Asking Meaningful Questions
You may or may not know that I was a psych major in college, so bear with me while I majorly geek out here for a moment. This stuff is fascinating! A study was done on cancer patient support groups. There were two types of groups, one that talked about things like how to talk to providers, and the need for support. Those sound like normal things to discuss in a support group. But, the other groups asked more meaningful and deep questions like, what has made you who you are today, and what is the meaning of life after being diagnosed? In the groups that asked these deep and meaningful questions, the patients had fewer physical symptoms, reported higher quality of life, and were more likely to want to live.
If that doesn’t give you chills, I don’t know what will. So let’s have insightful, meaningful discussions with people. And, that will help us have a greater sense of purpose as well as help those we are talking to.
Get a Pet
Remember that study that said when you have a reason for living, you can have a greater sense of purpose? Now, it goes without saying you should only get a pet of you want one, have the means to take care of a pet, and will commit to giving your pet good care, but having something to care for, and live for, like a pet, can give us a sense of purpose. There is a reason that dog owners live longer than non-pet owners. When we have something we need to care for, it gives us a sense of purpose. And, unlike pure hedonistic happiness, caring for something, or someone, else doesn’t necessarily make us happy all the time – I’m certainly not happy when my sweet little Yorkiepoo, Kimo pees on the carpet – but it does give us a deep sense of purpose.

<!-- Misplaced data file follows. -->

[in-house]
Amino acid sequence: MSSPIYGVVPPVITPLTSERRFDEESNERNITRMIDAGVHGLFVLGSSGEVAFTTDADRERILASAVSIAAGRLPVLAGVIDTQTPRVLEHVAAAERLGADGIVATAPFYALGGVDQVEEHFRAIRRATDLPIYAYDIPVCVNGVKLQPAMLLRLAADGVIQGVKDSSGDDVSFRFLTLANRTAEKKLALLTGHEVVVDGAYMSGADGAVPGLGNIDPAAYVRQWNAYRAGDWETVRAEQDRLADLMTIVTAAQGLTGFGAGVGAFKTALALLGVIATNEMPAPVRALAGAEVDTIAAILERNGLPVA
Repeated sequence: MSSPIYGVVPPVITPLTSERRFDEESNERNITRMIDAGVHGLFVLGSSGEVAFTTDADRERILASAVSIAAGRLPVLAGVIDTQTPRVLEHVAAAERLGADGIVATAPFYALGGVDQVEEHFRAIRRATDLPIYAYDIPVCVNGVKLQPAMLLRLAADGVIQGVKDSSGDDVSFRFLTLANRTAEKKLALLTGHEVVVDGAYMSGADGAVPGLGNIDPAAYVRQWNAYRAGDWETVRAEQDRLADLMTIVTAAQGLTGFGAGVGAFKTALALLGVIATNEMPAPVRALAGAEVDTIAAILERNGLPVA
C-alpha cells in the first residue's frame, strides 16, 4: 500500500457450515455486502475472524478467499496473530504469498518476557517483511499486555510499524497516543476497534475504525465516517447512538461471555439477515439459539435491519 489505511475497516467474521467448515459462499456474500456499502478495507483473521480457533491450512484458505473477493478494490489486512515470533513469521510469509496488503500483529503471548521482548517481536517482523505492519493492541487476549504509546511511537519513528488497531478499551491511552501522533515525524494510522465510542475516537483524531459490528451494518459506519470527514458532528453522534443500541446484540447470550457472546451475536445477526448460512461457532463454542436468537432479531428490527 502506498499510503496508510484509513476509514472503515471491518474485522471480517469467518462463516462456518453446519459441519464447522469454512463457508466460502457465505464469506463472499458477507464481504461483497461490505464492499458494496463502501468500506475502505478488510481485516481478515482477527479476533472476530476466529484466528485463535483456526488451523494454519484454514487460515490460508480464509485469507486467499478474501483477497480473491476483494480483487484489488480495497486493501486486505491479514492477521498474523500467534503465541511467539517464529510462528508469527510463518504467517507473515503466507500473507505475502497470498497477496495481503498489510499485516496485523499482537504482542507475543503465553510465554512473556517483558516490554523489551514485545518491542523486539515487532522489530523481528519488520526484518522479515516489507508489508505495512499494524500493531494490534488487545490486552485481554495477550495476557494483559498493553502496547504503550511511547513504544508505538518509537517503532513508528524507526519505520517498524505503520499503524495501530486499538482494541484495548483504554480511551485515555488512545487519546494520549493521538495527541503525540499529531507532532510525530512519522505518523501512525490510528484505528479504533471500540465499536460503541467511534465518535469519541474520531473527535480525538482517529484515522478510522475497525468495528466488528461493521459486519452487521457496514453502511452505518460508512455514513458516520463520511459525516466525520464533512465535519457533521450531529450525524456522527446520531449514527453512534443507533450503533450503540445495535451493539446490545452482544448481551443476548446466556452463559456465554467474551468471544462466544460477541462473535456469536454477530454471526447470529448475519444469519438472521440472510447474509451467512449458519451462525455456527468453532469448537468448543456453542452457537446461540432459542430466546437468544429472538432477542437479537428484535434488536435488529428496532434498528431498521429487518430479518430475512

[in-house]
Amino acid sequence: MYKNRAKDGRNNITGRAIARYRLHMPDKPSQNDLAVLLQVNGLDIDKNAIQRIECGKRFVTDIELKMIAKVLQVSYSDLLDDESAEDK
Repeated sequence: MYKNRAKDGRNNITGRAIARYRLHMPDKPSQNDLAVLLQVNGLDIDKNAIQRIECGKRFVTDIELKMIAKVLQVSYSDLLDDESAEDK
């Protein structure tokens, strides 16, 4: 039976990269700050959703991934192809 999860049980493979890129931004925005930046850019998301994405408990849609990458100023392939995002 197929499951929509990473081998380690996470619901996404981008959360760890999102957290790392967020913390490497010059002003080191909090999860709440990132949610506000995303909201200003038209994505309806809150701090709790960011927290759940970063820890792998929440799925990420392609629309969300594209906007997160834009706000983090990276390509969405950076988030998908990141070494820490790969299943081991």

I’ve never been a fan of the saying, fake it ’til you make it. As a recovering Type A, high-strung, perfectionist, the idea of faking something instead of doing it perfectly gave me hives. But, I’m working on being more centered, calm, relaxed, and turns out, there is something to that saying. I have been spending time with the Bloom app, a CBT (cognitive behavioral therapy) app that I highly recommend to anyone who is interested in therapy in their pocket. And, one of the sessions talked about purpose, and living our purpose. They proposed that by simply living and doing things that we thought of as meaningful, our brains find purpose in life. And, feel fulfilled by that sense of purpose.
I was lucky. I had a successful surgery. And then another, and another. And, every time I wake up to my husband’s handsome face. When life sidelines you, you start to think about bigger picture things. I found myself in a situation where, suddenly, in literal hours, the things that were important to me instantly evaporated. This made room for bigger and better things. I may not have entirely figured out my purpose, but In living my life seeking meaning, I find that I am finding my way and finding my purpose more each day.